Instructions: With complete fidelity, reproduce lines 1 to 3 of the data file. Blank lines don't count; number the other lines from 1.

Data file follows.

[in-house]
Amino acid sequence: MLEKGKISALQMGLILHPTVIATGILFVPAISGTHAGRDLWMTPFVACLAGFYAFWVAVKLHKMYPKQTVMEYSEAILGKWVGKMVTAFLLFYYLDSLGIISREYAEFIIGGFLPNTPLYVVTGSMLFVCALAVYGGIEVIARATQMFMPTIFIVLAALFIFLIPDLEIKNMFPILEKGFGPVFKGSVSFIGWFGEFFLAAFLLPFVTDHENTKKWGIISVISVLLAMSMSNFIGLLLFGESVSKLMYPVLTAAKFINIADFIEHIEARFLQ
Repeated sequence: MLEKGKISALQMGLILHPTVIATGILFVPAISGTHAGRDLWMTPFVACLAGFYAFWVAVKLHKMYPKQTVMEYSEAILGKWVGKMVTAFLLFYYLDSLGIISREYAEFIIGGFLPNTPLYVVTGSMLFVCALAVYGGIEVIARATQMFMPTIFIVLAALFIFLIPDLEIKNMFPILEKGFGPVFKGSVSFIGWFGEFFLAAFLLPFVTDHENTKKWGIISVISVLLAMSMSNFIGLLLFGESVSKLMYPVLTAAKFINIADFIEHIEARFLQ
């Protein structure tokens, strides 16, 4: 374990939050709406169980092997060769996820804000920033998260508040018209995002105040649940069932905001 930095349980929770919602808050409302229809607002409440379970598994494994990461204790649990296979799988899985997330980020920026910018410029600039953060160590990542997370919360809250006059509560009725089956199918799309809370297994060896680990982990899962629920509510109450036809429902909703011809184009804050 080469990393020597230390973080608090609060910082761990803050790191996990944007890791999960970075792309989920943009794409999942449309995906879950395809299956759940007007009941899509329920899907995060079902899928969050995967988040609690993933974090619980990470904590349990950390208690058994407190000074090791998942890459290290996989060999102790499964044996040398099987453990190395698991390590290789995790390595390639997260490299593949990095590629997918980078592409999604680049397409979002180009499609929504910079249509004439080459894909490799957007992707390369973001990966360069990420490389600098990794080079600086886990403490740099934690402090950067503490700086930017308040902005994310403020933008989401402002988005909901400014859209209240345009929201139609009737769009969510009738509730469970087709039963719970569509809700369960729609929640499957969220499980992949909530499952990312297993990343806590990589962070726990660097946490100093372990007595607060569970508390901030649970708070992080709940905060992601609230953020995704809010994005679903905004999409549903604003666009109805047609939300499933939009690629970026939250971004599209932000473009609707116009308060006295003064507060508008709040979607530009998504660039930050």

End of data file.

[in-house]
Amino acid sequence: MLEKGKISALQMGLILHPTVIATGILFVPAISGTHAGRDLWMTPFVACLAGFYAFWVAVKLHKMYPKQTVMEYSEAILGKWVGKMVTAFLLFYYLDSLGIISREYAEFIIGGFLPNTPLYVVTGSMLFVCALAVYGGIEVIARATQMFMPTIFIVLAALFIFLIPDLEIKNMFPILEKGFGPVFKGSVSFIGWFGEFFLAAFLLPFVTDHENTKKWGIISVISVLLAMSMSNFIGLLLFGESVSKLMYPVLTAAKFINIADFIEHIEARFLQ
Repeated sequence: MLEKGKISALQMGLILHPTVIATGILFVPAISGTHAGRDLWMTPFVACLAGFYAFWVAVKLHKMYPKQTVMEYSEAILGKWVGKMVTAFLLFYYLDSLGIISREYAEFIIGGFLPNTPLYVVTGSMLFVCALAVYGGIEVIARATQMFMPTIFIVLAALFIFLIPDLEIKNMFPILEKGFGPVFKGSVSFIGWFGEFFLAAFLLPFVTDHENTKKWGIISVISVLLAMSMSNFIGLLLFGESVSKLMYPVLTAAKFINIADFIEHIEARFLQ